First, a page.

Motorola CEO Zander replaced by COO Brown
EmptyCHICAGO -- Motorola Inc. said Friday that Ed Zander will step down as chief executive on Jan. 1 after months under pressure for the sharp decline of the company's cell-phone business in the wake of an unsustainable hot streak led by its trend-setting Razr.
Zander, 60, will be replaced by President and Chief Operating Officer Greg Brown, 47, as CEO.
The announcement sent Motorola shares up modestly.
Zander, who will stay on as chairman until the company's annual shareholders meeting in May 2008, maintained that the decision to go was his alone despite the severe criticism he received for the company's struggles over the past year and calls from some shareholders to replace him.
"This is what I wanted to do," he said in an interview with The Associated Press.
"You'd like to leave when you're at the top of your game. ... You don't like to leave when you have a year like this with mobile devices," Zander said. "But I think we have enough structurally done with this company that when mobile devices does get back to its execution, we're a stronger company than we were four years ago."
He said he planned to "go do the things that my wife and I have wanted to do now for years and years."
Banc of America Securities analyst Tim Long called the transition a "slight positive" for Motorola.
"We view the change positively as we believe a fresh strategy may help restore growth and aid a quicker bounceback in operating margins," he said in a note to investors.
A two-year run of success Motorola enjoyed following the launch of its Razr phone began crumbling last year after sales slowed and the company admitted it had been trading profit margins for global market share by aggressively undercutting pricing.
Motorola has since slipped to third place in the cell phone market behind Samsung Electronics Corp. and remains far behind leader Nokia Corp.
Last month, Motorola reported a 94% drop in third-quarter profit but still managed to impress Wall Street with its progress, improving from a dismal first-half performance and showing that its turnaround effort may be taking hold.
The cell-phone unit, Motorola's biggest, saw quarterly sales plunge 36% to $4.5 billion and recorded an operating loss of $138 million. That was nearly $1 billion worse than a year ago but only about half the $264 million loss of the second quarter.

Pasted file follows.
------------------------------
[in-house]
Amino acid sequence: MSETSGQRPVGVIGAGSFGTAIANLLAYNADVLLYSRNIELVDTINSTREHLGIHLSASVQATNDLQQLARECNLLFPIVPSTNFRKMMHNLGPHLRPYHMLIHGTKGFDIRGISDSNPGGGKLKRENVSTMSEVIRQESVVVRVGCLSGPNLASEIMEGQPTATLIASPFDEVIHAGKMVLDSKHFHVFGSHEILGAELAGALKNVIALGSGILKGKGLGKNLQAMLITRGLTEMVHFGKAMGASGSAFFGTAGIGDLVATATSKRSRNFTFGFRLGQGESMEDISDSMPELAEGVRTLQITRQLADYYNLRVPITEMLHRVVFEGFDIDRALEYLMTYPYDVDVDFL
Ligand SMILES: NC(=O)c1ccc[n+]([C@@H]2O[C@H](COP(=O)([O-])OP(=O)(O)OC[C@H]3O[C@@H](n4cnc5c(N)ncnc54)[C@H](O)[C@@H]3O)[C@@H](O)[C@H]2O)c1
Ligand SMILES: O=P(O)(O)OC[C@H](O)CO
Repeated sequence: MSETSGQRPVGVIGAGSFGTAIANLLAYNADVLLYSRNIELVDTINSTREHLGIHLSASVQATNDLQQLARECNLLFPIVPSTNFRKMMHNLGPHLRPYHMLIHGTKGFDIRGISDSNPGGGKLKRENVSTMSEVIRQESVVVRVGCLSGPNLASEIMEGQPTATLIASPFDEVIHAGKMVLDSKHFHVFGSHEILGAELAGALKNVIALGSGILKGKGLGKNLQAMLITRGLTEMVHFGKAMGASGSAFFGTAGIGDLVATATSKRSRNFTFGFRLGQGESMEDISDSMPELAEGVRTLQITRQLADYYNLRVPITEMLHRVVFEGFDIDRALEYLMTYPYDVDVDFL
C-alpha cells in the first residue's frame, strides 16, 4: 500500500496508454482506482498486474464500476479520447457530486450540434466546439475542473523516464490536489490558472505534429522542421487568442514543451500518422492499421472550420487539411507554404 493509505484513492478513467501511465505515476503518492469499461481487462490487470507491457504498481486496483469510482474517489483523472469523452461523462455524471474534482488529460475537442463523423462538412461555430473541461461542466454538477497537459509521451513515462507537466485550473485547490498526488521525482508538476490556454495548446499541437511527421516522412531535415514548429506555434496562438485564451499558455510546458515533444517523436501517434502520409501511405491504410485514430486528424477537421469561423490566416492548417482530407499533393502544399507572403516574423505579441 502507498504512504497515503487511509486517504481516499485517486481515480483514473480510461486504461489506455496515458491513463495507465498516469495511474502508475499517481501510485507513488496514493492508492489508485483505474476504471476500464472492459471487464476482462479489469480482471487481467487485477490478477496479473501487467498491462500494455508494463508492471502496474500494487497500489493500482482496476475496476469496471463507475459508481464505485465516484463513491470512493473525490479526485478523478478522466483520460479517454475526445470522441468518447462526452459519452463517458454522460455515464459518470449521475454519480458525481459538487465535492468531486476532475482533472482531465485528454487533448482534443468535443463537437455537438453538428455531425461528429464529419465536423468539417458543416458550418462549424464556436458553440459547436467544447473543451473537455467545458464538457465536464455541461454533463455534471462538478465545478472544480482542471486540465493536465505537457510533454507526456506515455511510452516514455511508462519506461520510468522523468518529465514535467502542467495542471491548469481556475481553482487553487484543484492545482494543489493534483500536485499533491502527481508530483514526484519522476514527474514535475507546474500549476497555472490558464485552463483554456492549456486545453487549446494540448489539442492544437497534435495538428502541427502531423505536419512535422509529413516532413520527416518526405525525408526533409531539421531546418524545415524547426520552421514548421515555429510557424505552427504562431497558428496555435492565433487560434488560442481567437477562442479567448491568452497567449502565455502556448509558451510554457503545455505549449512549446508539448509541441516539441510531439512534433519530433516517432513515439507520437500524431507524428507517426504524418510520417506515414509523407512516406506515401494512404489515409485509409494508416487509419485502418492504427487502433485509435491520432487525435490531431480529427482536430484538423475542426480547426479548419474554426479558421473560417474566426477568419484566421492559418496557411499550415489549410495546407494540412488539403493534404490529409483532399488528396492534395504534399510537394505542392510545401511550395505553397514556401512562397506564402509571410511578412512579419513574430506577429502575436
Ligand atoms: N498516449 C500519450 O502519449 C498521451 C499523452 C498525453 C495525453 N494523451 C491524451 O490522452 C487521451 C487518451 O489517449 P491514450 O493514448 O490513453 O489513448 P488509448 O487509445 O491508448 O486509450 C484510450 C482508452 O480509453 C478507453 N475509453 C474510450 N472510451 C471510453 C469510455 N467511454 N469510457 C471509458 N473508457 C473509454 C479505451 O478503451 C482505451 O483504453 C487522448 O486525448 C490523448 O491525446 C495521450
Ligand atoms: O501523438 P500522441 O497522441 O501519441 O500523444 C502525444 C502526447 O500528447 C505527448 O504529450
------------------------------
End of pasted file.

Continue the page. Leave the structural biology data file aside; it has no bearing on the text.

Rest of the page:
Brown joined the company in 2003 and has served as president and COO since March. Prior to joining Motorola, Brown was chairman and CEO of Micromuse Inc., a network management software company.
Asked whether he envisions a departure from Motorola's recent strategy, Brown said he would provide an update in early 2008 on the next steps.
"We've made a number of changes already," he said in an interview. "We're focused on finishing the year and ensuring a smooth transition."
Zander will continue to serve as an adviser to the CEO through Jan. 5, 2009, and until then will continue to receive his regular base salary and benefits. Zander's stock options and restricted stock units also will continue to vest and be exercisable during that time.
Motorola said in a filing with the Securities and Exchange Commission that Zander won't be eligible to participate in its 2008 incentive bonus plans, won't receive any new equity grants in 2008 and will forfeit any stock options and restricted stock units that haven't vested as of Jan. 5, 2009.
A total of about $5.3 million of previously earned but deferred compensation will be paid out, representing the current value of Zander's 2004 annual bonus which had been deferred.
Motorola shares rose 15 cents to $15.80 in morning trading. The stock remains down more than 20% in 2007 and is about 40% off its six-year high of $26.30 reached just a little more than a year ago.